1. Sorry your experience with public school were so awful. Though I think I may have exaggerated how bad it was. There are teachers who don’t know what they’re talking about (or more accurately, they do know what they’re talking about, they’re just terrible when it comes to teaching it), but there also some of them who are really passionate about what they teach and deserve a medal for their efforts. I love public school, although it’s all I’ve known so I can’t really compare it to anything else, like you could.

      Yeah, the overcrowded hallways are a huge problem. There’s one intersection in my school where the traffic is so bad it takes you almost a minute just to cover fifteen feet.

  2. Holy crap! You start school at 7am! I get up at 7am (well my alarm goes off, when I get up is another story) we start at 8:45 for form class (home room) which is where the roll gets marked and notices read then we start classes at 9am. We have 4 classes in a day each for 70min. After 2 lessons we have a 45min break then after the next lesson we have a 25min break then another lesson and home at 3pm. We don’t have a cafeteria either we eat outside and bring our lunch, we do have a tuckshop though which is similar you can buy stuff like drinks, sandwiches, meat pies, sausage rolls and ice creams. Wait so you have to get a pass to go to the library? What? Ahaha

    1. I like how your school works. Though, having to go to one of my least favorite classes (*cough cough financial math cough*) for seventy minutes at a time sounds horrifying, but it might be worth it just to wake up later.

      Yeah, I think it’s so they know we’re not skipping class or anything.

  3. I’m really jealous of how short your lessons are. All my lessons are either 2 hours or 3 hours long…but then again I only have 3 subjects and a load of study periods shoved in.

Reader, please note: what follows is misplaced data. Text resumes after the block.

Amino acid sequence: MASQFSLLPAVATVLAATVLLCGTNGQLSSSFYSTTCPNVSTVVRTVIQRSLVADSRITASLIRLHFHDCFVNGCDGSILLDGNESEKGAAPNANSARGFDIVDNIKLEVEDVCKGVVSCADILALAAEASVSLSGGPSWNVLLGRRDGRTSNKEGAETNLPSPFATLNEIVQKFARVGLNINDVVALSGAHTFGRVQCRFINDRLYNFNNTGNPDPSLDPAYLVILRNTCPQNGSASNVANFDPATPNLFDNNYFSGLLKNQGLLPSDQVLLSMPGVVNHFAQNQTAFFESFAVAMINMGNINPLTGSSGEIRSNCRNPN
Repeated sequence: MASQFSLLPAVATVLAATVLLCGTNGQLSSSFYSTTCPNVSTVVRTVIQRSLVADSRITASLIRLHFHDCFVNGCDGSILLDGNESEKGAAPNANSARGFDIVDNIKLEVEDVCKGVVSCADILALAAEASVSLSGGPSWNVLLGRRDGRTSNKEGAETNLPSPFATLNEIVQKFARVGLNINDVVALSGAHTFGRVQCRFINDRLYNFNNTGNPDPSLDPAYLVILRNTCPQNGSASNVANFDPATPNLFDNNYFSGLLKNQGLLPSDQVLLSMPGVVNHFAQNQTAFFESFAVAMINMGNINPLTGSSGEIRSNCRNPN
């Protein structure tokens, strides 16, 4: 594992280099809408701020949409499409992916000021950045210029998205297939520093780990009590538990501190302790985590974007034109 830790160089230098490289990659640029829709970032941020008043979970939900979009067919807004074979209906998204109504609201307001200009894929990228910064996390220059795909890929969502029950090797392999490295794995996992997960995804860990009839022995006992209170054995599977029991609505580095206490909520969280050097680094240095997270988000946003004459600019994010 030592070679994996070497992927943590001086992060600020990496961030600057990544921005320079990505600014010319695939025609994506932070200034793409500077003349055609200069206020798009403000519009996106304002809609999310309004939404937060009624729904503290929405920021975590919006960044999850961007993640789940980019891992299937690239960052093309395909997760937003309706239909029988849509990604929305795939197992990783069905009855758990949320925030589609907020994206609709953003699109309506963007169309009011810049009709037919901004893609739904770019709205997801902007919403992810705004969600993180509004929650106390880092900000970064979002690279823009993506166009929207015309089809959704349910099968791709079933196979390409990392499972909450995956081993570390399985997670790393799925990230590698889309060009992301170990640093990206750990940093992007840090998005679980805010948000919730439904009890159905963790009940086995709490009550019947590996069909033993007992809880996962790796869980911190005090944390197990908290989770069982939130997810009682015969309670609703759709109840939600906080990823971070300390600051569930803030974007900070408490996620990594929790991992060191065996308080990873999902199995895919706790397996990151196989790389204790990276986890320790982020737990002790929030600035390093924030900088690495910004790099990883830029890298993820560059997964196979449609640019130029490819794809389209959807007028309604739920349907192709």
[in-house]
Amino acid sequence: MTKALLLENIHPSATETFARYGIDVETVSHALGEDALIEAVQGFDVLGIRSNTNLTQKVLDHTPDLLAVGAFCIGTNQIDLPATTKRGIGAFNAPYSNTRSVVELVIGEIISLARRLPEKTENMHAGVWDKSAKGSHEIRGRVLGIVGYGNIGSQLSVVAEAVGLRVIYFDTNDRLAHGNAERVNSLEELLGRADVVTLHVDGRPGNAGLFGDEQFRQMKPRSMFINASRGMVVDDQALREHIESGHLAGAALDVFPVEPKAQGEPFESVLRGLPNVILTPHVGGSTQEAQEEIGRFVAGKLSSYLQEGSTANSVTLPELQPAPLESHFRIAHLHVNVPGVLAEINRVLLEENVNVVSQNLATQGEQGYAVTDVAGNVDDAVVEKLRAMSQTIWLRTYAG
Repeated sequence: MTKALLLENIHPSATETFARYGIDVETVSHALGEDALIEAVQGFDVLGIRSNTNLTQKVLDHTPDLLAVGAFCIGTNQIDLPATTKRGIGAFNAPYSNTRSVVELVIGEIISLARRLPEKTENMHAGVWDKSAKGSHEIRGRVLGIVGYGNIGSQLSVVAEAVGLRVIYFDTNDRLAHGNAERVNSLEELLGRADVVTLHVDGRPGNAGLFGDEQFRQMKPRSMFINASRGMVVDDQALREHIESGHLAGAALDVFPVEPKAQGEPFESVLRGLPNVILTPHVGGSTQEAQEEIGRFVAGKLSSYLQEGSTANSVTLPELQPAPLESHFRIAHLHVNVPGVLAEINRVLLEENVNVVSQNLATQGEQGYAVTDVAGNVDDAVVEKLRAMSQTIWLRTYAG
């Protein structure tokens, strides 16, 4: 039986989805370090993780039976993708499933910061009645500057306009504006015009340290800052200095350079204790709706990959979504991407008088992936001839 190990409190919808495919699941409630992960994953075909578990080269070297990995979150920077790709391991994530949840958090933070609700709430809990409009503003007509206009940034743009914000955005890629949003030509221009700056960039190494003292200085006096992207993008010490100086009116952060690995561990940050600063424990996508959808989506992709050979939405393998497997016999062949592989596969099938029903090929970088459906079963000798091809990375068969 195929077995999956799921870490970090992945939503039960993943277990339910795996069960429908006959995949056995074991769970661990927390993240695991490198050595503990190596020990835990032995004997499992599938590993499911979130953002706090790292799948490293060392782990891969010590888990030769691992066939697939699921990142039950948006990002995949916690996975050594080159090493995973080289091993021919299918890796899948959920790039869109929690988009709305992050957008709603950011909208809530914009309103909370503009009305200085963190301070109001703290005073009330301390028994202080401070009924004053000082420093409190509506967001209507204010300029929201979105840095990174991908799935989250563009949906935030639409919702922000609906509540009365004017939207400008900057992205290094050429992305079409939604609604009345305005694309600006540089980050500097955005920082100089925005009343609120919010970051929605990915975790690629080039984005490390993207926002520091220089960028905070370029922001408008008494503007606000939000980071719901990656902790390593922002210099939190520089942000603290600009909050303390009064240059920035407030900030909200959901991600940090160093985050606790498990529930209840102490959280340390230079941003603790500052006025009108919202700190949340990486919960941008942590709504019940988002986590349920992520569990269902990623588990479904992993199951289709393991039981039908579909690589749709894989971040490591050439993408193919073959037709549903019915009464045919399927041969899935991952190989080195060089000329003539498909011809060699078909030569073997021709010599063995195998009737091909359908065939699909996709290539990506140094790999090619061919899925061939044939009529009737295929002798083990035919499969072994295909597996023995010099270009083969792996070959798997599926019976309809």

We don’t have school busses in London, so I also insanely envy you for being able to sleep on the way to school! I have to constantly have one eye on the world around me for fear of missing my stop/ being elbowed in the face/ etc.
    (As a vertically challenged member of society, I’ve gotta constantly watch out for stray elbows that might be swinging my way)
    Anyway, great post as always to keep me company on the way to school~

    1. Thanks. Every other day I get a double physics period, so that’s ninety minutes, which feels like torture but compared to a two or three hour class i suppose it isn’t that bad.

      So I’m guessing you take the subway to school? (Well, I know very little about London, apart from what I’ve seen on Sherlock and Doctor Who, but I believe they call it the Tube?)

      1. Correct! 20 minutes on the Bakerloo line (which isn’t so bad because it’s super cosy) and then 20 minutes on a bus after.
        To be honest I recon Doctor Who and Sherlock provide pretty accurate representations of London, except for y’know, all the aliens and bombs and stuff. The cool bits. :’)

    1. *shrugs* it isn’t that bad, so far at least. Although I’ve only read the first four chapters, and Gene is already starting to piss me off with his pettiness, so it has plenty of time to get worse.

    1. Ooh, you should. It’ll give me a better glimpse of what college is like. (I hear it’s nonstop partying.) Though I’m afraid it might be so horrible that I will be too scared to apply for any colleges.

  4. I’m tempted to recount my day as a Catholic school girl now… Nope, couldn’t be bothered, another day maybe